Owning a horse that I just bought and a horse that I’m in the process of selling is hard. 🙁
For one, I feel bad because I’m trying to spend more time with Raglan and less with Ezhno, which makes me feel guilty even though logically I know Ezhno’s certainly not being neglected. For two, I have a bigger bond with Ezhno than I do with Raglan, which makes me feel guilty for not “loving” Rags as much as I feel like I should. For three, as time goes on I’m just really done with the whole situation, and then I feel guilty for wanting so badly to get rid of a horse that’s done so much for me.
Anyways, Ezhno got trailered down to the vet on Monday for a vet check (which deserves an abysmal post all of its own) and with any luck half of my situation will be resolved within a few weeks.
In the mean time, Rags has settled in at KW remarkably well. He unloaded like a gentleman and then spent the first few minutes in his new little outside space rolling in the sand, splashing the water in the trough, and kicking dramatically at the flies. We had a mild problem with the hanging plastic flaps we use to keep the flies out—he simply refused to go through them, trapping himself inside/outside.
But we put a few of the flaps up and now he comes and goes as he pleases.
I let him chill for a few hours while I worked, then came back later that night to put him in the cross ties and get him groomed up. We went for a walk in the arena (damn he walks so fast!), then I lunged him with his lead line walk/trot a little bit, and then I let him off his lead and we did some showmanship without it for a few minutes. He was a very good boy.
Of course, I also had to stuff as many different foods in his face as I could…
Day two I didn’t have much time (had to take my car into the shop to get some repairs done from being rear-ended a couple of months ago, plus I had a lesson at SEC at noon), so I groomed him up and then took him out in the arena to lunge him while TrainerA rode on the other end of the arena. He was very polite on the lunge line, he only got a little rambunctious once and he quit it when I tugged on him.
I also spent a good forty-five minutes trying to sort out his disasteriffic grain situation. Before I got him, the guy was getting eighteen pounds of grain a day (#whatapig, right?). I’ve got him down to fourteen pounds right now and we’re going to see how that goes, but he’s ridiculously expensive and my trainers and I are determined to find a solution to his stomach decimating my budget.
Trainer M loaned me a saddle/girth, so Wednesday morning I went out with the intention to climb aboard my giant beast for the first time since I bought him. My mother came with me to take video, so enjoy:
The first couple of rides I made it my mission to quell my nerves. They weren’t pretty, but the goal was to establish some form of trust between us and to remind myself that he wasn’t going to run away with me, he just likes to walk really fast and grab onto the bit (bad racehorse habit!).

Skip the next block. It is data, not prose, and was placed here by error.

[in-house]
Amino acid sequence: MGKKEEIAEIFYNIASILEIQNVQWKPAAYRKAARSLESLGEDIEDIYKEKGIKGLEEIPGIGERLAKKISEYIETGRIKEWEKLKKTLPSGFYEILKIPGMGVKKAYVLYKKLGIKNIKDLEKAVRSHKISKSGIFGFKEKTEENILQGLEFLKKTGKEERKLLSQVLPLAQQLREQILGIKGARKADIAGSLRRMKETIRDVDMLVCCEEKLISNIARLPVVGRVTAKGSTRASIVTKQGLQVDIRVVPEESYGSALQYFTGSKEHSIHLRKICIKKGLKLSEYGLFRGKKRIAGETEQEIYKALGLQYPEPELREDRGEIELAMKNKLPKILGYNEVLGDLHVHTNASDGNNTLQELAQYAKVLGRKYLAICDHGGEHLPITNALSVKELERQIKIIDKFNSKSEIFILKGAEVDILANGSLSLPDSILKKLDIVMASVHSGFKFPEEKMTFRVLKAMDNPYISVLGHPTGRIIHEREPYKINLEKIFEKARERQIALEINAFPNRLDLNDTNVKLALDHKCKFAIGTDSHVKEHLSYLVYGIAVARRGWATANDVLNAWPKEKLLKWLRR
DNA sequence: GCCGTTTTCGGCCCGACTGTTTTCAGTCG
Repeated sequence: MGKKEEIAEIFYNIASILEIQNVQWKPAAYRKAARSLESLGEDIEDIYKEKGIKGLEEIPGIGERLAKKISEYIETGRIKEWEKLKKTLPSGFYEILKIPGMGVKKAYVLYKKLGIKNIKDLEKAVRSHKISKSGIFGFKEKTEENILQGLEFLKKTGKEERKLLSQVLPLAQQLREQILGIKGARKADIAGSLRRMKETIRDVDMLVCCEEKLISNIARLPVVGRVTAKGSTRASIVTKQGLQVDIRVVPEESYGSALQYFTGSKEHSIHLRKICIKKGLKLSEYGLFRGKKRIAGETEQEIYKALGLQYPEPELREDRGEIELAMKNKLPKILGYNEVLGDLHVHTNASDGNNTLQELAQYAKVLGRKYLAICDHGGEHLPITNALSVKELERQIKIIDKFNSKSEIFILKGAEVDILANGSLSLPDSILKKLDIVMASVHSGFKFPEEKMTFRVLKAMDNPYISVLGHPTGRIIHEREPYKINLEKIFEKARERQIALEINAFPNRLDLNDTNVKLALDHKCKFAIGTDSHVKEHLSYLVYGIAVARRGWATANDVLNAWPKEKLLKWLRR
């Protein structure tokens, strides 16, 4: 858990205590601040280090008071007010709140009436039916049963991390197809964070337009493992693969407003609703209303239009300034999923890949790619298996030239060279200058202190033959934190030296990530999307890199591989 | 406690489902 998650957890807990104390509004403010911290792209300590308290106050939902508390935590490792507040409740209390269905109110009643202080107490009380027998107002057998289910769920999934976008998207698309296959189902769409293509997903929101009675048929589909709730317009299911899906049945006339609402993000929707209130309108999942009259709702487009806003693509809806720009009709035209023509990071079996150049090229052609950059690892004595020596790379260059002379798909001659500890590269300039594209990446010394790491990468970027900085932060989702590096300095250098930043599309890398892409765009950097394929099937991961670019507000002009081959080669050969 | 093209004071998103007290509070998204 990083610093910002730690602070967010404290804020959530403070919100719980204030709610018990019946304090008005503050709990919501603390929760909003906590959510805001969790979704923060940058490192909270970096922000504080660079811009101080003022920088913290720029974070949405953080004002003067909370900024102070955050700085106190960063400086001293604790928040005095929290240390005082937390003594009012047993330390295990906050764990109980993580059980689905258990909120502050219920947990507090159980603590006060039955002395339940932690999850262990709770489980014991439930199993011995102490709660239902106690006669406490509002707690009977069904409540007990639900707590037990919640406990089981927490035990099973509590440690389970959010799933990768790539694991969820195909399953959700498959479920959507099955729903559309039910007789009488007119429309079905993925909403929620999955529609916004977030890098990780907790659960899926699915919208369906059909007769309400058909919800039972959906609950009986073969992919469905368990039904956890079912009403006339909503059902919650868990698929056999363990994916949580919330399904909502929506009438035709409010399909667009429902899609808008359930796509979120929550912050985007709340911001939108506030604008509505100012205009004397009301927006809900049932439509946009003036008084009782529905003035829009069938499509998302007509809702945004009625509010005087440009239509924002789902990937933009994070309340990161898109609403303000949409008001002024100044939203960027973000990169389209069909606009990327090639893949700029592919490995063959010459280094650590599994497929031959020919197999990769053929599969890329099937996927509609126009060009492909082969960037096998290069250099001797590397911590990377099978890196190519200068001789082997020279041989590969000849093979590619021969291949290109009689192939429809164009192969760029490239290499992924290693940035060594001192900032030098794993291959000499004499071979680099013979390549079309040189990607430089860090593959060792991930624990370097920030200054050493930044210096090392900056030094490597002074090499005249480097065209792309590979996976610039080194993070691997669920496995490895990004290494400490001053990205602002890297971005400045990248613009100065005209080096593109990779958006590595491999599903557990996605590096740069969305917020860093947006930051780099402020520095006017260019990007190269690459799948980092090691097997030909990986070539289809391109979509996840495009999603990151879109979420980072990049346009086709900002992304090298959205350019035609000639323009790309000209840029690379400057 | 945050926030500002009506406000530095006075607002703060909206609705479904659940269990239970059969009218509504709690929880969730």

Thursday I actually rode for ~fifteen minutes with a couple of barn friends. Rags was a little amped up about having company in the arena, but before I got on I told myself everything was going to be fine and lo and behold, it was. I didn’t ride him for very long, but he did well with horses trotting around/past him. Then I dismounted and he got to learn to stand still for another fifteen minutes while I watched them ride. I also got a chance to ride a couple of Paint ponies, so I’ll write a post about that next.
Friday my good friend Missy came out to take fancy pictures of me with Ezhno and Raglan. I’ve always wanted to take pretty pictures with Ezhno and I knew if I was going to do them, then I needed to do them before I sold him. We had some mishaps, but we came out with a lot of really beautiful photos!
Over the weekend I went out to serve as ground crew for the Ready to Ride team at one of the Lake Washington Saddle Club hunter schooling shows. I cheered on our competitors, brought snacks for starving riders, ran class results to the show office for judges, gave last minute advice/post class pep talks, praised a lot of ponies for doing a good job, and took so. many. photos.
I came back on Monday inspired to move on from my confidence building rides and find something to work on that would go towards my goal of going to our first schooling show before the end of the year. The caption on the pic I posted to my Instagram sums up all the stuff we worked on:
It's fun having a green horse! It's an experience that reminds you to be grateful for all the things you usually take for granted. Raglan's last owner and my trainer are more advanced riders than me (not being down on myself, just a fact) so they can work on his canter and his leg yield, but when you're an amateur sometimes the best thing you can do is to go back to basics. Does he stop when I say whoa? Does he go forward when I say walk? Does he trot when I click my tongue? Can he steer? Does he do all of these things safely, promptly, and with good will? Does he respond without me having to pull or kick him? Can he walk on the buckle for a lap and then come back to work? Does he listen when I lunge him? Does he bridle quietly? So many things to work on and make better before we get picky about head set and collection and things like that, let alone start to jump. 😊
All in all, it was a very good first week! It might seem silly since I’ve only had him for week, but I feel like we’re already making progress and headed in the right direction. All the things I’ve learned about riding a semi-green horse from Ezhno have made me very well prepared to take on this challenge, which is exciting because I expected to feel a little more uneasy about this whole journey. I’m confident that Rags and I are going to be good partners, and with the help of TrainerA/TrainerM I know we’ll have very strong foundations before we start jumping.